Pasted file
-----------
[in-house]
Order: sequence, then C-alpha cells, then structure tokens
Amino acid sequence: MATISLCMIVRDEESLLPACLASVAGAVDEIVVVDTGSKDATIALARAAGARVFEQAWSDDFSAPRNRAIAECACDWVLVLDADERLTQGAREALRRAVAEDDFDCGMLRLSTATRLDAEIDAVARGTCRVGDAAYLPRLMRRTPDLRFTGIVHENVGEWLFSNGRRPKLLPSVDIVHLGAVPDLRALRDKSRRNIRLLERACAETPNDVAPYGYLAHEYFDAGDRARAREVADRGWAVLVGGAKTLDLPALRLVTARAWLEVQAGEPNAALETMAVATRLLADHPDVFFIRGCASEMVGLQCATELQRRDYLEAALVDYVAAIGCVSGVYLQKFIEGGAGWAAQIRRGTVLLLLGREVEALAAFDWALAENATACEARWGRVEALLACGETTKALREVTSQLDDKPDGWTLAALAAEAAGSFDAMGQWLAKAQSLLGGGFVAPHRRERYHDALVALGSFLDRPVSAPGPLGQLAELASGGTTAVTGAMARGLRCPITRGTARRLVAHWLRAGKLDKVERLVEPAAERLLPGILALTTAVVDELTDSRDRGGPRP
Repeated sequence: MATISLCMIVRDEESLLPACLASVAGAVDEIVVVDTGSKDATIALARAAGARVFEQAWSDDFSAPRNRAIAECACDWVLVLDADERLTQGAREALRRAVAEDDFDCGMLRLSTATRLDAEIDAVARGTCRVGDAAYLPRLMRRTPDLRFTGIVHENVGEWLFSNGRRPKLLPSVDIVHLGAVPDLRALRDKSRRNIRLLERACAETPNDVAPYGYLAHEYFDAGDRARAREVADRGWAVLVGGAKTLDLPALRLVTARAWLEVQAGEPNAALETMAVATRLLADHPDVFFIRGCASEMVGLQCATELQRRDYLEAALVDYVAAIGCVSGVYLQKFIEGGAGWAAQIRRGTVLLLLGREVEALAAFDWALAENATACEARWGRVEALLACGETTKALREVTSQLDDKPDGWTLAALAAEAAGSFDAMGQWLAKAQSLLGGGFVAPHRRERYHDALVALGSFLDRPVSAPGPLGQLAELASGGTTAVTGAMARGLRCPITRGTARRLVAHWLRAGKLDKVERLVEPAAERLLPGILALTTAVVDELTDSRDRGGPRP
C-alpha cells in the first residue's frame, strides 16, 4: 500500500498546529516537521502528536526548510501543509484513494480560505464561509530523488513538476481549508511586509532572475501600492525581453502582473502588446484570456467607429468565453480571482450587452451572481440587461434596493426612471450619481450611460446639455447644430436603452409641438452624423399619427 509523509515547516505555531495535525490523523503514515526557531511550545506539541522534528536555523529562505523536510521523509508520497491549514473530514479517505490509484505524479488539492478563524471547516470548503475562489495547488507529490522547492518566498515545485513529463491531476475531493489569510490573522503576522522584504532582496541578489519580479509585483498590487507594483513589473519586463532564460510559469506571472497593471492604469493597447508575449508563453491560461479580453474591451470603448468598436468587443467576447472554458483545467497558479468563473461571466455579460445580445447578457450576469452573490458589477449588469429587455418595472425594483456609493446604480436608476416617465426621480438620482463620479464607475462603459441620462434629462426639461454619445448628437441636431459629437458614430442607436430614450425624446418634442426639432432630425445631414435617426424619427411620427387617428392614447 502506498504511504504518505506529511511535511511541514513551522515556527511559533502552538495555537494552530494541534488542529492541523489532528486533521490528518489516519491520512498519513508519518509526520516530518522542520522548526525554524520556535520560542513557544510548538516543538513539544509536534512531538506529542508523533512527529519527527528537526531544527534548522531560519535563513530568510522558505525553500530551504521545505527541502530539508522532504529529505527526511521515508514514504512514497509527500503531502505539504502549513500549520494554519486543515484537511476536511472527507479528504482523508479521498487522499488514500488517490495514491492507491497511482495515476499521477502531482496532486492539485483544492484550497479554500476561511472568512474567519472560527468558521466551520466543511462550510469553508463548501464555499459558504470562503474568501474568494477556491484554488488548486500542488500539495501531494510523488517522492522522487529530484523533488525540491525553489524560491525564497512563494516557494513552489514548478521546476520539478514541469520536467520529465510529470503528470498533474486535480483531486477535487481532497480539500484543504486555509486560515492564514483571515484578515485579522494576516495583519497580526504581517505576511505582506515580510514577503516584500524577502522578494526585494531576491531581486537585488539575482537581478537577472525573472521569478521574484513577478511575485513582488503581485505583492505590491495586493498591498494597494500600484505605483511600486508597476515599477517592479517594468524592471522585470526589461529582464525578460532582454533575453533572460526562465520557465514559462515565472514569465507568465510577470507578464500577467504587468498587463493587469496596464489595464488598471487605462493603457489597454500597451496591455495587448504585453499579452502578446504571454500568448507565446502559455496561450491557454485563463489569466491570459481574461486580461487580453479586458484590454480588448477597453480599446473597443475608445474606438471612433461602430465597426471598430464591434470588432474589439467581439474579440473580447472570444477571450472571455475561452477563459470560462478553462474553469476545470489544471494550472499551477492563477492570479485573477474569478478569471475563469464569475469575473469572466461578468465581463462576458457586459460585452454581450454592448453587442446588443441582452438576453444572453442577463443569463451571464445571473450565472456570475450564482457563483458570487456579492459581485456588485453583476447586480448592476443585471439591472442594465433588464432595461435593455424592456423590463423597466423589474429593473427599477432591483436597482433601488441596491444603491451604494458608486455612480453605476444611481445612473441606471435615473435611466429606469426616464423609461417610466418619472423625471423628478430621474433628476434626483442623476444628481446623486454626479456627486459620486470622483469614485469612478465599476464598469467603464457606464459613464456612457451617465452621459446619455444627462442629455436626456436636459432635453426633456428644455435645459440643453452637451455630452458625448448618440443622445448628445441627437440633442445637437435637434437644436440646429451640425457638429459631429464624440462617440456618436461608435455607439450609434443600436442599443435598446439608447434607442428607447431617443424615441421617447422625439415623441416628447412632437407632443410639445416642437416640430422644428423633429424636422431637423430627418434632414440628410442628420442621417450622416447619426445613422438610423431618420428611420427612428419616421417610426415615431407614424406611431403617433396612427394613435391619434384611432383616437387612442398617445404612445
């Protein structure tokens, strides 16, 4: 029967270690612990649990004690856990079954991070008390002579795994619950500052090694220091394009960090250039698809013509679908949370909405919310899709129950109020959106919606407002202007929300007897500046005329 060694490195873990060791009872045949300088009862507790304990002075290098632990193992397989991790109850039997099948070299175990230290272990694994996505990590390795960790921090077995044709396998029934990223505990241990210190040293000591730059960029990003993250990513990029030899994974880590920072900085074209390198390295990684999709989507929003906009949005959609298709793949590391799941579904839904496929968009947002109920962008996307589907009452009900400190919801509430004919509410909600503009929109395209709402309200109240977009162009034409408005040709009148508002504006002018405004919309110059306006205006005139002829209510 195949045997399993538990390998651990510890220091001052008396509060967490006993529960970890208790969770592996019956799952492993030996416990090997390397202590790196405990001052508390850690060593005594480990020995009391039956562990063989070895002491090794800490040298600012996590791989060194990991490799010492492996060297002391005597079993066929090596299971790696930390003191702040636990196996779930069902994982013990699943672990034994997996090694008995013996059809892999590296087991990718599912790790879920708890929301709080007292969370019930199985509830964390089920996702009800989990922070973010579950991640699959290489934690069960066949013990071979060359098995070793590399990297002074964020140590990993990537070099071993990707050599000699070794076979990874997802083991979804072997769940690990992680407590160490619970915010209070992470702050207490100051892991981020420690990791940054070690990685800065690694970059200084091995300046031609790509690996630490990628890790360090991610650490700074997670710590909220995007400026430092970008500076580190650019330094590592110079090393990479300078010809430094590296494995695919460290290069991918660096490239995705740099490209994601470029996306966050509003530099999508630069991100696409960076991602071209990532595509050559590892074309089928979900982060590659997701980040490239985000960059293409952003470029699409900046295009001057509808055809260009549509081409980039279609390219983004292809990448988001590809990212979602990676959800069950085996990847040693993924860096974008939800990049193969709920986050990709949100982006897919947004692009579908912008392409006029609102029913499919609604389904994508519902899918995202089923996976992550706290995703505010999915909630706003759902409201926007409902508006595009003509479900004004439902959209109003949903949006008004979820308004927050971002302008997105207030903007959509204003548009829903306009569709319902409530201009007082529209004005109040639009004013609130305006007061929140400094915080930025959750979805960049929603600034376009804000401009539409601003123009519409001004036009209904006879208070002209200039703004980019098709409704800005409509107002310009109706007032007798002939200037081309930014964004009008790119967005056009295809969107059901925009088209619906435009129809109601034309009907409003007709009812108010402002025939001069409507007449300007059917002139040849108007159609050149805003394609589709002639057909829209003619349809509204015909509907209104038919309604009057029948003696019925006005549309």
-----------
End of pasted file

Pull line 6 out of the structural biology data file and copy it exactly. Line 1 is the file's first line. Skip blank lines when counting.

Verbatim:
């Protein structure tokens, strides 16, 4: 029967270690612990649990004690856990079954991070008390002579795994619950500052090694220091394009960090250039698809013509679908949370909405919310899709129950109020959106919606407002202007929300007897500046005329 060694490195873990060791009872045949300088009862507790304990002075290098632990193992397989991790109850039997099948070299175990230290272990694994996505990590390795960790921090077995044709396998029934990223505990241990210190040293000591730059960029990003993250990513990029030899994974880590920072900085074209390198390295990684999709989507929003906009949005959609298709793949590391799941579904839904496929968009947002109920962008996307589907009452009900400190919801509430004919509410909600503009929109395209709402309200109240977009162009034409408005040709009148508002504006002018405004919309110059306006205006005139002829209510 195949045997399993538990390998651990510890220091001052008396509060967490006993529960970890208790969770592996019956799952492993030996416990090997390397202590790196405990001052508390850690060593005594480990020995009391039956562990063989070895002491090794800490040298600012996590791989060194990991490799010492492996060297002391005597079993066929090596299971790696930390003191702040636990196996779930069902994982013990699943672990034994997996090694008995013996059809892999590296087991990718599912790790879920708890929301709080007292969370019930199985509830964390089920996702009800989990922070973010579950991640699959290489934690069960066949013990071979060359098995070793590399990297002074964020140590990993990537070099071993990707050599000699070794076979990874997802083991979804072997769940690990992680407590160490619970915010209070992470702050207490100051892991981020420690990791940054070690990685800065690694970059200084091995300046031609790509690996630490990628890790360090991610650490700074997670710590909220995007400026430092970008500076580190650019330094590592110079090393990479300078010809430094590296494995695919460290290069991918660096490239995705740099490209994601470029996306966050509003530099999508630069991100696409960076991602071209990532595509050559590892074309089928979900982060590659997701980040490239985000960059293409952003470029699409900046295009001057509808055809260009549509081409980039279609390219983004292809990448988001590809990212979602990676959800069950085996990847040693993924860096974008939800990049193969709920986050990709949100982006897919947004692009579908912008392409006029609102029913499919609604389904994508519902899918995202089923996976992550706290995703505010999915909630706003759902409201926007409902508006595009003509479900004004439902959209109003949903949006008004979820308004927050971002302008997105207030903007959509204003548009829903306009569709319902409530201009007082529209004005109040639009004013609130305006007061929140400094915080930025959750979805960049929603600034376009804000401009539409601003123009519409001004036009209904006879208070002209200039703004980019098709409704800005409509107002310009109706007032007798002939200037081309930014964004009008790119967005056009295809969107059901925009088209619906435009129809109601034309009907409003007709009812108010402002025939001069409507007449300007059917002139040849108007159609050149805003394609589709002639057909829209003619349809509204015909509907209104038919309604009057029948003696019925006005549309």